We’ve talked about how to map your own customer journey in previous entries. This article will focus on how customer journey analytics can become quite a resource to make the most of the analysis, review, and improvement of multiple business processes.
Identifying pain points in the customer journey, reducing costs, and understanding customer behavior allow business owners to drive revenue growth and ensure that all their efforts are not wasted.
But what exactly is Customer Journey Analytics? Keep reading if you would like to learn more.
What is Customer Journey Analytics?
Customer Journey Analytics (CJA) is the process that analyzes the way customers interact with a business across every touchpoint in the customer journey, which includes the different channels and touchpoints of customer interaction with a brand.
In other words, CJA is an approach based on data to get deep insights into how customer experiences effectively have a say in a business’s revenue growth. With CJA you can measure and optimize the effectiveness of a customer experience.
Why is Customer Journey Analytics important for your CX?
The paths customers choose to reach out and how they navigate through them are of equal importance in a customer journey analysis, as is identifying which channels are used depending on two variables: the type of customer and the way of interaction.
Typically, a CJA will have a toolbox set of advanced analytics, such as analytics in real-time, customer segmentation, and predictive analytics. The goal of incorporating CJA into your CX program is to provide actionable insights that can directly impact their bottom line.
A good CJA program is continually updated with the latest data (near real-time or at least daily) to allow ongoing validation of past findings and provide dynamic business decision-making.
The value of the Customer Journey
Hand in hand with Customer Experience, the interest of corporations in “Customer Journey Analytics” has grown remarkably in the past years. More and more companies are already using a platform by the department through which a customer journey is analyzed as a diagnostic and measure tool.
As mentioned above, the entire process of tracking and analyzing how users interact with your brand or product is called customer journey analysis. This involves analyzing everything, from looking at the channels customers choose to communicate with the company and identifying how they move within them to finding valuable touchpoints and common issues people face during this process.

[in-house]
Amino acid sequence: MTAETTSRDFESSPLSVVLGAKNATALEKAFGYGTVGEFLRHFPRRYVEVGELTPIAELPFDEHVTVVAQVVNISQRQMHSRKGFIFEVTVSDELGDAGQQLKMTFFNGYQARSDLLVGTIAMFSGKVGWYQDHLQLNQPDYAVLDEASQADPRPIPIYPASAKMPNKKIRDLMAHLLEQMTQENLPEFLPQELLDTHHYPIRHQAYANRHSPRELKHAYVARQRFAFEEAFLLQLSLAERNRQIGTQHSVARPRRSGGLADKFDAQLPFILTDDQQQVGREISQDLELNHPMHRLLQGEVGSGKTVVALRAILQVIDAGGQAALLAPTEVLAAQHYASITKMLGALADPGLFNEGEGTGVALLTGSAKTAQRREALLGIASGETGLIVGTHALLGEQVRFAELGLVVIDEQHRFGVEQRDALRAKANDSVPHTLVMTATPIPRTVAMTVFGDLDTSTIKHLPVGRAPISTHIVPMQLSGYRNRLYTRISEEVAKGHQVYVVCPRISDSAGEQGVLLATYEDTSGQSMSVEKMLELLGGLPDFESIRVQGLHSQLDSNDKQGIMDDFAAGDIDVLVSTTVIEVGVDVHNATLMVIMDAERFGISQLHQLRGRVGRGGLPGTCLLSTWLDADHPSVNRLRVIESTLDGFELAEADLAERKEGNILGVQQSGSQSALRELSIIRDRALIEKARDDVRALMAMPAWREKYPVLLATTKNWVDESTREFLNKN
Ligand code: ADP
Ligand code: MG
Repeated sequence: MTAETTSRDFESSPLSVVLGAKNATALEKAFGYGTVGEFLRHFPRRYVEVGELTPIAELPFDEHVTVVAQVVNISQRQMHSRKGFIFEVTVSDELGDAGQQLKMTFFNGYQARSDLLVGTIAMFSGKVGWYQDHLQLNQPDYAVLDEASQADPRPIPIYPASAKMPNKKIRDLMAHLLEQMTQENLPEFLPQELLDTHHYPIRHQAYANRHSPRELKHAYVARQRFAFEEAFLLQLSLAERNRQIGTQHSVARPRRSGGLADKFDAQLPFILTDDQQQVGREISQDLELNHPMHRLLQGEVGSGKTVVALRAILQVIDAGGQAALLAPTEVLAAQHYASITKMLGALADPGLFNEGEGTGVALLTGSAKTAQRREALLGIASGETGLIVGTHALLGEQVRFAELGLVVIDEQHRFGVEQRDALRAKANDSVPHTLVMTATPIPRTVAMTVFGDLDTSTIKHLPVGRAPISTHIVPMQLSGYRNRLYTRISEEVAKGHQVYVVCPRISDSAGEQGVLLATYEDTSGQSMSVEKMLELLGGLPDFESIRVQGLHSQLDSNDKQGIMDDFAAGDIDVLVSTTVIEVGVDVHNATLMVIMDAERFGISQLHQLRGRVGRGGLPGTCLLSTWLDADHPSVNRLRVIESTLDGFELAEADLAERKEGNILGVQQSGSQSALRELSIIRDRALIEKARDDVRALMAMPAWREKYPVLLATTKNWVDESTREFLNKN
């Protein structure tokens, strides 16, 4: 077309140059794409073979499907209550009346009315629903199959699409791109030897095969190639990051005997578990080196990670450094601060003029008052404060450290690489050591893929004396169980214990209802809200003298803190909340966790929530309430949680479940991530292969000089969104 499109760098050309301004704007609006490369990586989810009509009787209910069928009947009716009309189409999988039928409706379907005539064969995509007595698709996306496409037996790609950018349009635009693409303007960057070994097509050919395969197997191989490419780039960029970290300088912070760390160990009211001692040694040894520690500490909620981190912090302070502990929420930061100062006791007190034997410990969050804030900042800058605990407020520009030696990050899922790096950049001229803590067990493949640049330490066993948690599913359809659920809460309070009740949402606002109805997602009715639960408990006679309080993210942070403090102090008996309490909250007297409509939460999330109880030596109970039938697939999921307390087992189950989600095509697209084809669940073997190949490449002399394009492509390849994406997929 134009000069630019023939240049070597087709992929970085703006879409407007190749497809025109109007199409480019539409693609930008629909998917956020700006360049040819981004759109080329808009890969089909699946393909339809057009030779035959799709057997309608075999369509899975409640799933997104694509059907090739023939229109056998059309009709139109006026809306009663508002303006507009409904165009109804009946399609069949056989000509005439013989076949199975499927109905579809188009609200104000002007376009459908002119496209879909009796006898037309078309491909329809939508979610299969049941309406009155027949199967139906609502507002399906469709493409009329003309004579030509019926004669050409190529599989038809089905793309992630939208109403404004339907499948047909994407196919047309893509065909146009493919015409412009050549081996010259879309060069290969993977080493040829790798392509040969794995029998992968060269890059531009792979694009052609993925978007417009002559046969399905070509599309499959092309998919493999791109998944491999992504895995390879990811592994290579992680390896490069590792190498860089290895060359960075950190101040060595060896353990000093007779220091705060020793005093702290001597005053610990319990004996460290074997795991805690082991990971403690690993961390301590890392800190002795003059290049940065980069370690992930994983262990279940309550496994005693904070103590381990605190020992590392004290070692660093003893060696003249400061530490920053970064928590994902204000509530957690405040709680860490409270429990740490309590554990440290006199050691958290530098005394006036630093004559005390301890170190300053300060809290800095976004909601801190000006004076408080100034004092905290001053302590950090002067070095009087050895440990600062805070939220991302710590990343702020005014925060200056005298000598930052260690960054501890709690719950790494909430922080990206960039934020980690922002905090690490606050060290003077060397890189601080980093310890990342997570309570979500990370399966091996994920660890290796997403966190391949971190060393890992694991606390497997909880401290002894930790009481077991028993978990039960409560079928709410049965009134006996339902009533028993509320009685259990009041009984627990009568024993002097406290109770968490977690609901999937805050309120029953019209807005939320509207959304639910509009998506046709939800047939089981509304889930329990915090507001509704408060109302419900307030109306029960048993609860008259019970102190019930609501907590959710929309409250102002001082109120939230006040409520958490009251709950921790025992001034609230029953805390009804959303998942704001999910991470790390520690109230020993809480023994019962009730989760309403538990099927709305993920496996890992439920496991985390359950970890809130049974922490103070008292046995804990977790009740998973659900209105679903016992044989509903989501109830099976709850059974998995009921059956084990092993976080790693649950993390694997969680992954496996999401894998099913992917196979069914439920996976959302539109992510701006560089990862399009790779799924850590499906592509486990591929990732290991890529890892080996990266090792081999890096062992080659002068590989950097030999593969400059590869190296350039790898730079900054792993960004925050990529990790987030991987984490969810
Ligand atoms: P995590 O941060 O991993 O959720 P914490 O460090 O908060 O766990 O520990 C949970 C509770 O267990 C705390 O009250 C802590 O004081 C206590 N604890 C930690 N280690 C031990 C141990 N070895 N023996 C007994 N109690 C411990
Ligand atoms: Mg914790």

Benefits of Customer Journey Analytics
Take advantage of using customer journey analytics at your company. Applying CJA to your CX program strategy will allow your business to:
- Track and analyze every step in a customer’s journey
- Find ways to enhance their experience with the brand
- Identify pain points where customers fall in and fix them
- Develop efficiency processes to achieve a more fluid and accurate omnichannel
- Identify and fix pain points in the journey, avoiding future detractors
- Discover new business opportunities to increase revenue growth and lower operation costs
Customer Journey Analytics Example
As an example, consider tracing the ideal driving route from Austin to Houston. A compulsive planner may consider multiple sources -not limited- to the likes of Google, Waze and Apple Maps. You can also talk to a couple of friends who have already made the trip. At the end of the planning stage, the result would be a series of instructions to get from one point to another.
Now imagine having access to how each person made this trip, type of car, route, average speed, traffic, etc. Using that information, you would not only be able to plan the optimal route but also understand details such as, where and why other people had problems, and possible accidents on the route, among many other insights.
Learn how to create your customer journey canvas and download our template.